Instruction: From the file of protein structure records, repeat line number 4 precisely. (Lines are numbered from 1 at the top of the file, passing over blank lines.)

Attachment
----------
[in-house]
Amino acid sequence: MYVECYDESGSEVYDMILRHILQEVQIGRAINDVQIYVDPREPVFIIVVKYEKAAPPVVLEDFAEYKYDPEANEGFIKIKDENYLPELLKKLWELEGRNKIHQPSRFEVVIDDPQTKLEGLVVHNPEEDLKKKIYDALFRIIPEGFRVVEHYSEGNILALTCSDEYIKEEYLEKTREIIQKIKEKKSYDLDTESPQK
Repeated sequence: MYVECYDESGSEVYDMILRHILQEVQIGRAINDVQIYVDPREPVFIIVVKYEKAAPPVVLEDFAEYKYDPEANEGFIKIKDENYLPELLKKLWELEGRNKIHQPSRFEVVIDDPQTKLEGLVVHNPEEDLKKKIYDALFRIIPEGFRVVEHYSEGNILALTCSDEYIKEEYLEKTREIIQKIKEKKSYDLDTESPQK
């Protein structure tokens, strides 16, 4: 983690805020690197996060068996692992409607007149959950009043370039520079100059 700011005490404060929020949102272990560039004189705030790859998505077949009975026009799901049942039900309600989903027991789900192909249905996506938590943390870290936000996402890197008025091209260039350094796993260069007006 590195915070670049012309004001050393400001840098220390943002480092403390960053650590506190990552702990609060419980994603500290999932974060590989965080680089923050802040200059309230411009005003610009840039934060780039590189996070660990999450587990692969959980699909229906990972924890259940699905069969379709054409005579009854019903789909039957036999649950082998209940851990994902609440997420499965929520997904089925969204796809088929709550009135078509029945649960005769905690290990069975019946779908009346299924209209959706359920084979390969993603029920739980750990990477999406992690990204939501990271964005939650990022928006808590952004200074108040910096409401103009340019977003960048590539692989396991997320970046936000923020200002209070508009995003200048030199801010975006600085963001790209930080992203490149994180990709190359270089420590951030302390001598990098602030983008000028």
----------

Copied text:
């Protein structure tokens, strides 16, 4: 983690805020690197996060068996692992409607007149959950009043370039520079100059 700011005490404060929020949102272990560039004189705030790859998505077949009975026009799901049942039900309600989903027991789900192909249905996506938590943390870290936000996402890197008025091209260039350094796993260069007006 590195915070670049012309004001050393400001840098220390943002480092403390960053650590506190990552702990609060419980994603500290999932974060590989965080680089923050802040200059309230411009005003610009840039934060780039590189996070660990999450587990692969959980699909229906990972924890259940699905069969379709054409005579009854019903789909039957036999649950082998209940851990994902609440997420499965929520997904089925969204796809088929709550009135078509029945649960005769905690290990069975019946779908009346299924209209959706359920084979390969993603029920739980750990990477999406992690990204939501990271964005939650990022928006808590952004200074108040910096409401103009340019977003960048590539692989396991997320970046936000923020200002209070508009995003200048030199801010975006600085963001790209930080992203490149994180990709190359270089420590951030302390001598990098602030983008000028």